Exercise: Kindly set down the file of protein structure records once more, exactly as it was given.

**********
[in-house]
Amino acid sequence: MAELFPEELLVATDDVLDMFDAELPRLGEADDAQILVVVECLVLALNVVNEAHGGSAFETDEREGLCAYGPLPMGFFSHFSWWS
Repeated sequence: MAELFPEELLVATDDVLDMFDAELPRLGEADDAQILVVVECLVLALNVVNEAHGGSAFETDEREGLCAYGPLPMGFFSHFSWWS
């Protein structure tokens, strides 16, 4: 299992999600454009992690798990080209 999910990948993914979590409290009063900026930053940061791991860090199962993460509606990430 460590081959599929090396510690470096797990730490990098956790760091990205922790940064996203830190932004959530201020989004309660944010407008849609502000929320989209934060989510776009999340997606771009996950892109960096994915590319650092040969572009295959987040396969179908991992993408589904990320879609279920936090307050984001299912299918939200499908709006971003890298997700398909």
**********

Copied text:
[in-house]
Amino acid sequence: MAELFPEELLVATDDVLDMFDAELPRLGEADDAQILVVVECLVLALNVVNEAHGGSAFETDEREGLCAYGPLPMGFFSHFSWWS
Repeated sequence: MAELFPEELLVATDDVLDMFDAELPRLGEADDAQILVVVECLVLALNVVNEAHGGSAFETDEREGLCAYGPLPMGFFSHFSWWS
């Protein structure tokens, strides 16, 4: 299992999600454009992690798990080209 999910990948993914979590409290009063900026930053940061791991860090199962993460509606990430 460590081959599929090396510690470096797990730490990098956790760091990205922790940064996203830190932004959530201020989004309660944010407008849609502000929320989209934060989510776009999340997606771009996950892109960096994915590319650092040969572009295959987040396969179908991992993408589904990320879609279920936090307050984001299912299918939200499908709006971003890298997700398909």